Organizational changes in the UPLB Alumni Association, Inc. (UPLBAA) that would promote regular succession of officers and equitable participation in governance have been approved during its business meeting on Oct. 9 at the Baker Hall.
The meeting, which was a part of the UPLB Grand Alumni Homecoming, was one of the main activities during UPLB’s Centennial Loyalty Day celebration.
These amendments on the UPLBAA constitution that were approved during the meeting prescribe a three-year term for elected officers and determine the number of college representatives based on the number of college alumni.
According to For. Leo Ballesfin, president of UPLBAA, these changes are patterned after the UP Alumni Association (UPAA), where he was recently elected as a board member.
Prior to the business meeting, Dr. Emil Q. Javier, former UP president, gave a keynote message as part of the UPLB Grand Alumni Homecoming, entitled “UPLB in the service of the Filipino in the next twenty years.”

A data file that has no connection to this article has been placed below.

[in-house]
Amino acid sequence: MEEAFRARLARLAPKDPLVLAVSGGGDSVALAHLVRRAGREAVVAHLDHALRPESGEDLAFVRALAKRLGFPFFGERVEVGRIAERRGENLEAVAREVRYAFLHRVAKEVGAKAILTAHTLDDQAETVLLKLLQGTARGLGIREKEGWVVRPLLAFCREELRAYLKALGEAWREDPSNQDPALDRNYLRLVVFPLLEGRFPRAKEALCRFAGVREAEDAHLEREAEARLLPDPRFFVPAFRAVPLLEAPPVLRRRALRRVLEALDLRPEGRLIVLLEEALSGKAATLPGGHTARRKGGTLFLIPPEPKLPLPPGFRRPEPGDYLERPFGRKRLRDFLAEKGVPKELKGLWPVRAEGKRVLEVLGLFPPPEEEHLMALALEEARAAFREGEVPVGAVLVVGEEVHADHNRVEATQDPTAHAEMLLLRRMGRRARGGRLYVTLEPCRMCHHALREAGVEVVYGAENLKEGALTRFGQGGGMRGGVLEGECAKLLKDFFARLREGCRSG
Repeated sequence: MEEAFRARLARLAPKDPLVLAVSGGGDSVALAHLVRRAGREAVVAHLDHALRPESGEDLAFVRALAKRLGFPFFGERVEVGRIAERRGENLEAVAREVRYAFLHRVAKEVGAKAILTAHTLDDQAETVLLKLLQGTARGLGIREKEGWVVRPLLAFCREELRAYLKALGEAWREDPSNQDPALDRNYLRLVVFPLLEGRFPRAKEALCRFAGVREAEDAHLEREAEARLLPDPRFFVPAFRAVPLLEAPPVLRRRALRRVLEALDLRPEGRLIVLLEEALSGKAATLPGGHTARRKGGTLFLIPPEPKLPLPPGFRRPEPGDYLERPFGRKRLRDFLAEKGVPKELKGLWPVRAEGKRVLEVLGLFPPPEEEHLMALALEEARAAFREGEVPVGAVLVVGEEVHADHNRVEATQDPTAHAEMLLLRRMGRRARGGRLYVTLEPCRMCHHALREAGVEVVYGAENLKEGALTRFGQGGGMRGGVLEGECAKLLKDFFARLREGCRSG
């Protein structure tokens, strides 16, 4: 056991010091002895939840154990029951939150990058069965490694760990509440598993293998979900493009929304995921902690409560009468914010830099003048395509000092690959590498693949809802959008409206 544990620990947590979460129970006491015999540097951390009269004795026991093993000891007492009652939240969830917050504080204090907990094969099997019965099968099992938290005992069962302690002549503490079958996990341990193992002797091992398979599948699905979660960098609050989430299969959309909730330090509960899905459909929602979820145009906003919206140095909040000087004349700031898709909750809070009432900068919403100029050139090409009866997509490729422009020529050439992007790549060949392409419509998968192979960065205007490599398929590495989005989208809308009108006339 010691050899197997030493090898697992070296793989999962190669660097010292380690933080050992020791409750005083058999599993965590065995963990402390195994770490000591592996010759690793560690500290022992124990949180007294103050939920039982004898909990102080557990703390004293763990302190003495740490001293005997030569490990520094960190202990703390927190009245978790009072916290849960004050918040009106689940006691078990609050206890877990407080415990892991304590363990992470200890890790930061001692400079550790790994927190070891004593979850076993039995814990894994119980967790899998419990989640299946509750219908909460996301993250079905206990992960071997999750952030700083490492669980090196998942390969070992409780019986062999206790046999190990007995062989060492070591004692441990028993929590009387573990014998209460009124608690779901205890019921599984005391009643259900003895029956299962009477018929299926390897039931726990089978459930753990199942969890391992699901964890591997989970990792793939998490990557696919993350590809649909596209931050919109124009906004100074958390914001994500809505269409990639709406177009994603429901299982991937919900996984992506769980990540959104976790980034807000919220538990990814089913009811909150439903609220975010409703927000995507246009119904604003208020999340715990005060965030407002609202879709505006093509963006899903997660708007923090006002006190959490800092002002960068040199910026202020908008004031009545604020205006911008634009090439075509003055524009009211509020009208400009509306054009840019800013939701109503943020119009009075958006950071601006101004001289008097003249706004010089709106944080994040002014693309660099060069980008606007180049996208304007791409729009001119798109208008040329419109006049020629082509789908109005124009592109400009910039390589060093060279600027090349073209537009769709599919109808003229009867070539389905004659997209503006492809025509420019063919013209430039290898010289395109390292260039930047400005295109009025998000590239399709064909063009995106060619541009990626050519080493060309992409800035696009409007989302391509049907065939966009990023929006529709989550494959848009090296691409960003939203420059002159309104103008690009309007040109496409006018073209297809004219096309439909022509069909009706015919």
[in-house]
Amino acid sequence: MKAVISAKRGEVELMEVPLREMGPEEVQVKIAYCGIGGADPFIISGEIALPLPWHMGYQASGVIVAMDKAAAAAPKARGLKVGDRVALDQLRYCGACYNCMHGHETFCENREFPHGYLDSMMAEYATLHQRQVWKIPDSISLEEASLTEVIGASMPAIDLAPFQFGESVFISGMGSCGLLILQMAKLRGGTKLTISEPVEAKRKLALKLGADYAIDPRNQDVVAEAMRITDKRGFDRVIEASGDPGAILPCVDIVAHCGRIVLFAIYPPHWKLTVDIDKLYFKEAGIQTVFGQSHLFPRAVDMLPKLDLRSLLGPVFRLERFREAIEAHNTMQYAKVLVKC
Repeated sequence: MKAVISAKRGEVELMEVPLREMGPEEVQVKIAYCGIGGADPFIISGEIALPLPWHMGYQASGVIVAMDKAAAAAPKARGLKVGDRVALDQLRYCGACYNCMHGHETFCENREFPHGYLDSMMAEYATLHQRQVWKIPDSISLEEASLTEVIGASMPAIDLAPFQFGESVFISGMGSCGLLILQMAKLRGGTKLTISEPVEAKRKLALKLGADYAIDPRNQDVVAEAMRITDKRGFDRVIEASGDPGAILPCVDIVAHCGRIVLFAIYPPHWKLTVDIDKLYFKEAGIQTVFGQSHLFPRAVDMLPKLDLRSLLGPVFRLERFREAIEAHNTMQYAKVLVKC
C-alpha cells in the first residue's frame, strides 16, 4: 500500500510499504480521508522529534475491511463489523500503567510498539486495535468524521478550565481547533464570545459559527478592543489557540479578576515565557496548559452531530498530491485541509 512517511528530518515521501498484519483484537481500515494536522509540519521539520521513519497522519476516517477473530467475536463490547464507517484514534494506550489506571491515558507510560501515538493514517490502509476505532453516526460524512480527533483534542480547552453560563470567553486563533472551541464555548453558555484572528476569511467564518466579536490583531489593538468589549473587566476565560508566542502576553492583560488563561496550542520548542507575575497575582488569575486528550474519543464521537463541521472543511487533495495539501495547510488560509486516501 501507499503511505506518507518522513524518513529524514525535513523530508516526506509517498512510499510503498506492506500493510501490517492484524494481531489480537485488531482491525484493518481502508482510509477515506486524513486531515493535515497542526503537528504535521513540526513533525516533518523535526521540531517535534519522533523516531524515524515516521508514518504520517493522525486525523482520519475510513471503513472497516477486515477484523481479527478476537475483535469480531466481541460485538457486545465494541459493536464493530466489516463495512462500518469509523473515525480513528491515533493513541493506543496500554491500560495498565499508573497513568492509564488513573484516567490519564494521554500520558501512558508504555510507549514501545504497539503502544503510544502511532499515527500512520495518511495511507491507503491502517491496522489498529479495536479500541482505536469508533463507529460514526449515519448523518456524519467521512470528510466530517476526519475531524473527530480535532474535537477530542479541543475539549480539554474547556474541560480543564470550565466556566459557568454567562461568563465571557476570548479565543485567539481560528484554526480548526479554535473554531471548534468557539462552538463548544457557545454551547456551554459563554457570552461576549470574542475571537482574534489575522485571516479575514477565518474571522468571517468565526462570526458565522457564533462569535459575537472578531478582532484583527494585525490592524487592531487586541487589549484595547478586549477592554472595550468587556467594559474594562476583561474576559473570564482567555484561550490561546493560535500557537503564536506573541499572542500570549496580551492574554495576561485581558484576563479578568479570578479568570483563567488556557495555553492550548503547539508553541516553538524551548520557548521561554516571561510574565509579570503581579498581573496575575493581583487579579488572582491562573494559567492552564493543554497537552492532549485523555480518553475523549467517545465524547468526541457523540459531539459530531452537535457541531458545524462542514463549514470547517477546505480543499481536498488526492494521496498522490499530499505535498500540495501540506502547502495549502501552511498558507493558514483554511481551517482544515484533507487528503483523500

According to Dr. Javier, UPLB should pursue strategic directions in order to expand its public service for Filipinos.
These include developing the fields of agribusiness, engineering, and tourism in the University; strengthening research and policy contributions in natural resources and environmental management; and initiating the union of Bay and Los Baños in anticipation of the emerging Mega Manila.
“As we move on to the second century, we are expected to do more,” Dr. Javier said.
Chancellor Fernando C. Sanchez, Jr., in his message, presented UPLB’s accomplishments from November 2014 to October 2018, some of which have been addressing Dr. Javier’s suggestions.
One of these is the restructuring of the College of Agriculture and Food Science in order to shift to the value chain from the production perspective in agribusiness.
Chancellor Sanchez also shared to the audience UPLB’s goals, among them establishing new research centers and laboratories to expand UPLB knowledge and intensify partnerships. He also presented plans to construct new facilities to accommodate more research activities for food security, engineering, economics, and information technology. (Jessa Jael S. Arana)
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